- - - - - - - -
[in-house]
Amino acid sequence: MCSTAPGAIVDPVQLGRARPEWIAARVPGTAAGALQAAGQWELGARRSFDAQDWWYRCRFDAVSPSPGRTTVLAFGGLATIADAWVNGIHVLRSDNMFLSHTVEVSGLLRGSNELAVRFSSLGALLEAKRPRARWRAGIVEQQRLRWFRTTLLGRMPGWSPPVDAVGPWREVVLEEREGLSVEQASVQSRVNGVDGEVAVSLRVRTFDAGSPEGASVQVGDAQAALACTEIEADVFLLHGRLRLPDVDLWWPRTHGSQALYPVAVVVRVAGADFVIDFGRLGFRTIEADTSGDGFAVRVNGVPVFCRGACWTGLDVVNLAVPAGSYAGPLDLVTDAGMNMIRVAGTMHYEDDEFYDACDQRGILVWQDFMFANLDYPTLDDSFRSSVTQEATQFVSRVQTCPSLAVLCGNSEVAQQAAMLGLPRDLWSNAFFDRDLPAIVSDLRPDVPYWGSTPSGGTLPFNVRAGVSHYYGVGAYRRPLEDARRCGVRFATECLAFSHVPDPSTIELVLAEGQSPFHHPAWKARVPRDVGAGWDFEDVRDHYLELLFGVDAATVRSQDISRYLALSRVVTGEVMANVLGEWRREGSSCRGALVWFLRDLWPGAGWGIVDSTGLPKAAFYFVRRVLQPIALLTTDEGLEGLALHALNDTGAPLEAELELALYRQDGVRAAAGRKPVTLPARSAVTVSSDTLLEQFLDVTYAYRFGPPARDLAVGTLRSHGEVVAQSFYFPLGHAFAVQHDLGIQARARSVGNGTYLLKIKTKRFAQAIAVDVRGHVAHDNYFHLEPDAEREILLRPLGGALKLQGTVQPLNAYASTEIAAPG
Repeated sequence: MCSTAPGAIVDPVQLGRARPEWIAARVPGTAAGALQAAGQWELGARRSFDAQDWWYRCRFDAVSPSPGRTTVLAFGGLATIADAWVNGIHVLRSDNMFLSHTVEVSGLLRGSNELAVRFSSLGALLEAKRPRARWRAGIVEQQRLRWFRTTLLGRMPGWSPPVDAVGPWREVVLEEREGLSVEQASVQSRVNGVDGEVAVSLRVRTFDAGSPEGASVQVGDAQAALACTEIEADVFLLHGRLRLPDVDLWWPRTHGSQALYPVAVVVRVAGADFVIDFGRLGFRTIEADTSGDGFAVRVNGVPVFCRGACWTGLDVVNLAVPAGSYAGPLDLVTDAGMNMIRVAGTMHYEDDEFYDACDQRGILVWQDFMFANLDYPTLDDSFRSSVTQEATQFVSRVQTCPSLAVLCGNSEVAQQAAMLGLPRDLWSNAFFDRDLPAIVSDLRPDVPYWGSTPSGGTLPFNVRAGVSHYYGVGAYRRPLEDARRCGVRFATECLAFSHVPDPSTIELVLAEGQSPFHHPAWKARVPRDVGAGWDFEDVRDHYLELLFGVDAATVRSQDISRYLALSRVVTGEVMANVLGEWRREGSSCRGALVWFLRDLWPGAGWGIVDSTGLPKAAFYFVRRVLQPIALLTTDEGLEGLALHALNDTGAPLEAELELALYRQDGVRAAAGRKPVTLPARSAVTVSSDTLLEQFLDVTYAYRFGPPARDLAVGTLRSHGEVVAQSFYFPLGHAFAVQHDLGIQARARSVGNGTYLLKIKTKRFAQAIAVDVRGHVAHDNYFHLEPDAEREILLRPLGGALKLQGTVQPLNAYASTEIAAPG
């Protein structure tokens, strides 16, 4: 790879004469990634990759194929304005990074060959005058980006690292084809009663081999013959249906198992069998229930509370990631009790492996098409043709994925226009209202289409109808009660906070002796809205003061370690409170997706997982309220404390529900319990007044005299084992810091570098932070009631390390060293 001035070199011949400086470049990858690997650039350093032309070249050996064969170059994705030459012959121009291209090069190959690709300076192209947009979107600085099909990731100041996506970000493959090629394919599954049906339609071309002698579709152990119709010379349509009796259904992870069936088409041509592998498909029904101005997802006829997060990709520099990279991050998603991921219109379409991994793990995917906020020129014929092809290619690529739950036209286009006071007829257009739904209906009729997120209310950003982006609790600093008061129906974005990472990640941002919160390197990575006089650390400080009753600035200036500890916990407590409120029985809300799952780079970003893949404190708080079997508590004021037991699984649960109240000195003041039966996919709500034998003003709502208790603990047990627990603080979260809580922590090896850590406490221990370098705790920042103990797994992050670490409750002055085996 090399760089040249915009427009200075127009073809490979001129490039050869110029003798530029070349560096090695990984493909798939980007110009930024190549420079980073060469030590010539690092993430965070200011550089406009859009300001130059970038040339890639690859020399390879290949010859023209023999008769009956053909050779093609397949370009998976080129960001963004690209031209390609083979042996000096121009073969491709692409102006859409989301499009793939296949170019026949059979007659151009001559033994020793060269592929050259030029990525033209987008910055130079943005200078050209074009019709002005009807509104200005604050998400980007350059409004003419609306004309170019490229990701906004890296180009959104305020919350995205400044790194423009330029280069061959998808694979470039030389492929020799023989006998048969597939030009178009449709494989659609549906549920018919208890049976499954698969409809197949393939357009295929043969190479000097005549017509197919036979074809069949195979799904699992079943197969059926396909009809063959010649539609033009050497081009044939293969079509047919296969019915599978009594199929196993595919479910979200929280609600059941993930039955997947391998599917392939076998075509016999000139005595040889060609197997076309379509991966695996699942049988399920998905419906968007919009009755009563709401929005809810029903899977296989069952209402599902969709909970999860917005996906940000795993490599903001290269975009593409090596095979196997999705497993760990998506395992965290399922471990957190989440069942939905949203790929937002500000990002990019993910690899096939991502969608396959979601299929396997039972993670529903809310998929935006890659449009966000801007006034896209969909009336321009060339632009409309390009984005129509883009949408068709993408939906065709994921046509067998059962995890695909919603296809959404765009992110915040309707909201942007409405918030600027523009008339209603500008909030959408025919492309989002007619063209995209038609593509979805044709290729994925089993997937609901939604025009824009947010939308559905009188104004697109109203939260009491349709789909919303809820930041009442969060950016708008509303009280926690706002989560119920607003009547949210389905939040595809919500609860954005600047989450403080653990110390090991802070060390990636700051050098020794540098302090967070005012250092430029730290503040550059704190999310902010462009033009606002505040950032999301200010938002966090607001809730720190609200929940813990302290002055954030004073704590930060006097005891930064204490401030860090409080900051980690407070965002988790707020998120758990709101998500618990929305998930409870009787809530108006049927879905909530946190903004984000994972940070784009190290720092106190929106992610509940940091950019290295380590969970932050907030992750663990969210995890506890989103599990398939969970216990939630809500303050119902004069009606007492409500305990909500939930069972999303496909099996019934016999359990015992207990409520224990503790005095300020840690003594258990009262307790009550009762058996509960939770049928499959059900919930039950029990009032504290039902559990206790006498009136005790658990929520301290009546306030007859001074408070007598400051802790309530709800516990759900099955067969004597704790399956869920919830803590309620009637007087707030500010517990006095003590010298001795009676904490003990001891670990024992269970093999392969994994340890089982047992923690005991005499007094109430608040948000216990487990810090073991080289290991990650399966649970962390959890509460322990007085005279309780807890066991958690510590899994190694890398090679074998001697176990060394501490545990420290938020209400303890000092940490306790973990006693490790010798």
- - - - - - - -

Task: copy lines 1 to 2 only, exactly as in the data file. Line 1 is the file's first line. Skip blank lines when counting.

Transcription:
[in-house]
Amino acid sequence: MCSTAPGAIVDPVQLGRARPEWIAARVPGTAAGALQAAGQWELGARRSFDAQDWWYRCRFDAVSPSPGRTTVLAFGGLATIADAWVNGIHVLRSDNMFLSHTVEVSGLLRGSNELAVRFSSLGALLEAKRPRARWRAGIVEQQRLRWFRTTLLGRMPGWSPPVDAVGPWREVVLEEREGLSVEQASVQSRVNGVDGEVAVSLRVRTFDAGSPEGASVQVGDAQAALACTEIEADVFLLHGRLRLPDVDLWWPRTHGSQALYPVAVVVRVAGADFVIDFGRLGFRTIEADTSGDGFAVRVNGVPVFCRGACWTGLDVVNLAVPAGSYAGPLDLVTDAGMNMIRVAGTMHYEDDEFYDACDQRGILVWQDFMFANLDYPTLDDSFRSSVTQEATQFVSRVQTCPSLAVLCGNSEVAQQAAMLGLPRDLWSNAFFDRDLPAIVSDLRPDVPYWGSTPSGGTLPFNVRAGVSHYYGVGAYRRPLEDARRCGVRFATECLAFSHVPDPSTIELVLAEGQSPFHHPAWKARVPRDVGAGWDFEDVRDHYLELLFGVDAATVRSQDISRYLALSRVVTGEVMANVLGEWRREGSSCRGALVWFLRDLWPGAGWGIVDSTGLPKAAFYFVRRVLQPIALLTTDEGLEGLALHALNDTGAPLEAELELALYRQDGVRAAAGRKPVTLPARSAVTVSSDTLLEQFLDVTYAYRFGPPARDLAVGTLRSHGEVVAQSFYFPLGHAFAVQHDLGIQARARSVGNGTYLLKIKTKRFAQAIAVDVRGHVAHDNYFHLEPDAEREILLRPLGGALKLQGTVQPLNAYASTEIAAPG